A stone mason was being questioned tonight about the suspicious deaths of three former girlfriends in a rural town in Northern Ireland.
Leslie Ross, 66, from Dromore, Co Down, was detained in the quiet market town in connection with the three fatal incidents over an 11 year period.
Michelle Bickerstaff, 47, died in April last year; Margaret Weise, 50, in August 2007 and Lily McKee, 52, in December 2002.
It is understood two of the women died after suffering physical injuries, with officers working to establish how they were caused, with the other death attributed to organ failure.
Mr Ross, from Meganlis Park not far from the town square, was arrested last year in the wake of Ms Bickerstaff’s death but was released unconditionally.
Today’s move by police comes after detectives carried out a review of the three separate cases.
The craftsman, who has been taken to Antrim police station for questioning, is also being quizzed about other offences relating to other women.
Lagan Valley MP Jeffrey Donaldson, who knew Ms McKee and Ms Bickerstaff, said the community was in shock.
“Dromore is one of the oldest towns in Northern Ireland and nothing like this has ever happened in the history of the town,” he said.
The Police Service of Northern Ireland (PSNI) has not publicly described the deaths as murders and the investigation is being led by district-based detectives, not by the specialist PSNI Serious Crime Branch officers who head up probes into major criminal acts in the region.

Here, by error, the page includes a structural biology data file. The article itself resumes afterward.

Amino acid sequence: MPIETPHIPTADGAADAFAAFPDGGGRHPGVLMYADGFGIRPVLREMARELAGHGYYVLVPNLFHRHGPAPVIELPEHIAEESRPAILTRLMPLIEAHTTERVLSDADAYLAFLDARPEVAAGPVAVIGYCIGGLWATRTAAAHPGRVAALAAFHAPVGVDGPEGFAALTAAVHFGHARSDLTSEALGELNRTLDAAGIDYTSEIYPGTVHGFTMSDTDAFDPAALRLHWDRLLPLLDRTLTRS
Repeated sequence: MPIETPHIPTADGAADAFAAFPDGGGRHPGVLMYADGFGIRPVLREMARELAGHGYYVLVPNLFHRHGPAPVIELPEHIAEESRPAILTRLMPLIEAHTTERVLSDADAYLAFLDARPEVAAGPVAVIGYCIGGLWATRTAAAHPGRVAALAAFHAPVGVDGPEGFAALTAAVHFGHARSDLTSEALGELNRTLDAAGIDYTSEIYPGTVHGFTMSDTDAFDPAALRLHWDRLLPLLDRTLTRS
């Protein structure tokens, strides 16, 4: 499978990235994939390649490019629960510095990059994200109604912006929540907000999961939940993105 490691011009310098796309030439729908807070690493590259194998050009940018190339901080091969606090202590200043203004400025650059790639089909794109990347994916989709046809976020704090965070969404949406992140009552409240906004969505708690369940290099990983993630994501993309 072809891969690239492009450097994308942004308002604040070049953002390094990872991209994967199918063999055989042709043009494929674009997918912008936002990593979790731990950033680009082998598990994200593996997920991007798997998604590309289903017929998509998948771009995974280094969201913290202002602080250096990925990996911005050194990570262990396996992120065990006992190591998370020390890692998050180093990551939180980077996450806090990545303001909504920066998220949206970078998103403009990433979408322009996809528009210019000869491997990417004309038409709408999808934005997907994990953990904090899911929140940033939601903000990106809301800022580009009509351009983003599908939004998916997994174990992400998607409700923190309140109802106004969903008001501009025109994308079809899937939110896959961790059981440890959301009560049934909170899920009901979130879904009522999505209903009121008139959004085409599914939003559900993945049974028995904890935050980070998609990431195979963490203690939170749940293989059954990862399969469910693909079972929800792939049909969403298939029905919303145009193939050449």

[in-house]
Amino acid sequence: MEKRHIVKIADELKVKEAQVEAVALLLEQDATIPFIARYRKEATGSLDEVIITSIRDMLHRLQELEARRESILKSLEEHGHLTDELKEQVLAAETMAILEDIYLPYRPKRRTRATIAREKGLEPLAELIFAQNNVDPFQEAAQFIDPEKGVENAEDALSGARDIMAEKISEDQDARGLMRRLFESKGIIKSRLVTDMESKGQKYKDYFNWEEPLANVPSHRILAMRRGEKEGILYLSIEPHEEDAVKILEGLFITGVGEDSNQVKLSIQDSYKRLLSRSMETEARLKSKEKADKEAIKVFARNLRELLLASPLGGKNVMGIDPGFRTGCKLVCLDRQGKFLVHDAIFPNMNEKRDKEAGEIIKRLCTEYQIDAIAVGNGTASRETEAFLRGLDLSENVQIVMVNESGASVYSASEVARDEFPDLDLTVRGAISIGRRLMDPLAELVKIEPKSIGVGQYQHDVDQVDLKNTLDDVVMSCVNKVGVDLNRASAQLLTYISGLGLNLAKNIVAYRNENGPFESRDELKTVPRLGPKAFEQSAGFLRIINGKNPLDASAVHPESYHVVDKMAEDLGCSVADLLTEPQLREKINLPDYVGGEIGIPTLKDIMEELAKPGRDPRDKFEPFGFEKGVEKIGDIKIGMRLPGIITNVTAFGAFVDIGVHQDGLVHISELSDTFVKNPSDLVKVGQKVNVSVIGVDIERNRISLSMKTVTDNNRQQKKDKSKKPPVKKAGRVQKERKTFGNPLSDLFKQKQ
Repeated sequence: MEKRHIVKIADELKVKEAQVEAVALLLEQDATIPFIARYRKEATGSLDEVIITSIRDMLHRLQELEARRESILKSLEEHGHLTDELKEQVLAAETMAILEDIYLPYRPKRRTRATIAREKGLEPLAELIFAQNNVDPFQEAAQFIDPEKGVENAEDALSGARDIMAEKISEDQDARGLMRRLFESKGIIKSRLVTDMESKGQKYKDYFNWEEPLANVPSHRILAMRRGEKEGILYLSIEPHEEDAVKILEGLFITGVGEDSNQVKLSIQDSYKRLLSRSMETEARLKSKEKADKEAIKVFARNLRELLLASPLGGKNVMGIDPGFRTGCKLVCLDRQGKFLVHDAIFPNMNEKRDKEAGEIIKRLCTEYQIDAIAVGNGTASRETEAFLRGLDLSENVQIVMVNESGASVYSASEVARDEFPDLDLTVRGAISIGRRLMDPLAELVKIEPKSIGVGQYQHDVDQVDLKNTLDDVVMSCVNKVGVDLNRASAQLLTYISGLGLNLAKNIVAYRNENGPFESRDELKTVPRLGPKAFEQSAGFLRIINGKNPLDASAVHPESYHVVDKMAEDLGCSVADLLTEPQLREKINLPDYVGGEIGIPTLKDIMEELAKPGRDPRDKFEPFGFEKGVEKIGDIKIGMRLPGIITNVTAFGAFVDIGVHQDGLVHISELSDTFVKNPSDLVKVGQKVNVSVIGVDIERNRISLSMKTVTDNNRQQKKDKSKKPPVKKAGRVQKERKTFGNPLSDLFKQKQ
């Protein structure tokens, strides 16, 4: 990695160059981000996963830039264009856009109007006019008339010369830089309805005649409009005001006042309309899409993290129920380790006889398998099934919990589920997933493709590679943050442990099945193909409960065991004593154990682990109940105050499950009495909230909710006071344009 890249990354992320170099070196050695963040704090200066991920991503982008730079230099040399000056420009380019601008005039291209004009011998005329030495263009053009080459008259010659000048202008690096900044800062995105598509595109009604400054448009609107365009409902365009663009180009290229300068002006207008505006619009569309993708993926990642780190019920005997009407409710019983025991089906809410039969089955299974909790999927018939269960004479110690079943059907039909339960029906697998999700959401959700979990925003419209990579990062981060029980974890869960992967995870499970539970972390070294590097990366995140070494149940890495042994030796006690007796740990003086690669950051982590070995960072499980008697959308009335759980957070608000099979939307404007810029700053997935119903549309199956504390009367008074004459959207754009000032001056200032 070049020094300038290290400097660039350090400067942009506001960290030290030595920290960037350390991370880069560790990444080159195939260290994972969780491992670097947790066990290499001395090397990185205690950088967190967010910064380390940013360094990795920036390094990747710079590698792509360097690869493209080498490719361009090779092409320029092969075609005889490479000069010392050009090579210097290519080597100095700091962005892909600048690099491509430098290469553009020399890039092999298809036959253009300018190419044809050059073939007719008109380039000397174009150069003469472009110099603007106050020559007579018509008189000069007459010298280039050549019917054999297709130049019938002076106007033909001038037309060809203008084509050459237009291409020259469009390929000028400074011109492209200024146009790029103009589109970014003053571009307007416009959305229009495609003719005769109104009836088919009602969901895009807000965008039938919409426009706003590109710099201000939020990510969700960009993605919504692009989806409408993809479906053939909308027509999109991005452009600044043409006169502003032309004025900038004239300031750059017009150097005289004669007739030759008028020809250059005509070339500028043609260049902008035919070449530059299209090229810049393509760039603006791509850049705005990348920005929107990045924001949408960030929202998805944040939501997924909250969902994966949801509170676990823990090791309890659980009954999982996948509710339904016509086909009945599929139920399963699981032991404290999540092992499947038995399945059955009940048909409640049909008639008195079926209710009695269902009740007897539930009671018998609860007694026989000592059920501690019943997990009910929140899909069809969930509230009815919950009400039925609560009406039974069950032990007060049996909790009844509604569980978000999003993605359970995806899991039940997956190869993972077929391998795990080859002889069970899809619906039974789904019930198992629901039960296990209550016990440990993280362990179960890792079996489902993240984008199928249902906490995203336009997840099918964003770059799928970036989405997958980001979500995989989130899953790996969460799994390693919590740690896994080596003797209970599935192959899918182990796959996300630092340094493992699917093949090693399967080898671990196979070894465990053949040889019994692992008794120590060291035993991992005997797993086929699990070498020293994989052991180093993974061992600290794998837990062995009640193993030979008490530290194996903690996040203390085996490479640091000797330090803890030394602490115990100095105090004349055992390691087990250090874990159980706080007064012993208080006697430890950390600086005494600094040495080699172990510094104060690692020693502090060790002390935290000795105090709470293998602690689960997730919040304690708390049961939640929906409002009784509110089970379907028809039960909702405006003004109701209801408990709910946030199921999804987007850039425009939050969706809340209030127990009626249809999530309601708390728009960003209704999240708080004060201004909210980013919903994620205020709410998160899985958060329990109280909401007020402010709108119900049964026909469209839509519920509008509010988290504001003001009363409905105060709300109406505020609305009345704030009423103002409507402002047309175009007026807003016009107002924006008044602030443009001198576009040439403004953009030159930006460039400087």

The families of all three women have been informed by police of the arrest.
The Serious Crime Branch is providing support to the Lurgan (Co Armagh) based detectives leading the investigation.
Mr Ross was said to frequent a number of bars in Dromore, including the Market Bar.
One local at the Market Bar said he was a well known face.
“I also knew all three of the women,” he said “They had their problems in life.”
It is understood Mr Ross’s family owned a bar in Castlewellan, which was blown up during the Northern Ireland troubles.
Relatives moved to Rathlin Island off Ireland’s North Coast.
Mr Ross later moved to Dromore where it is understood he lives alone in a white-painted terraced house. Today at the property there were signs of graffiti having being painted over.
Neighbours said he once owned a bar in the area, since demolished, and also had interest in other properties further afield.
“He is quiet and keeps himself to himself. He lives alone,” said Barbara Boyd, 54.
Ms Bickerstaff, a mother of four, was a regular at the Drop Inn shop on the town square where she came to sift through rails of clothes or for a chat with staff.
She would have also visited a charity café run by volunteers in the centre of the town.
“She was a nice woman, she would have been in here regularly,” one shop assistant said.
Democratic Unionist Mr Donaldson said relatives of the women would need support in the period ahead.
“The community in Dromore is very close and tight knit and the community is shocked by the news today,” he said.
“My first thoughts are with the families and we will be bearing them up in prayer and I know the community will offer all the support they can to each family.”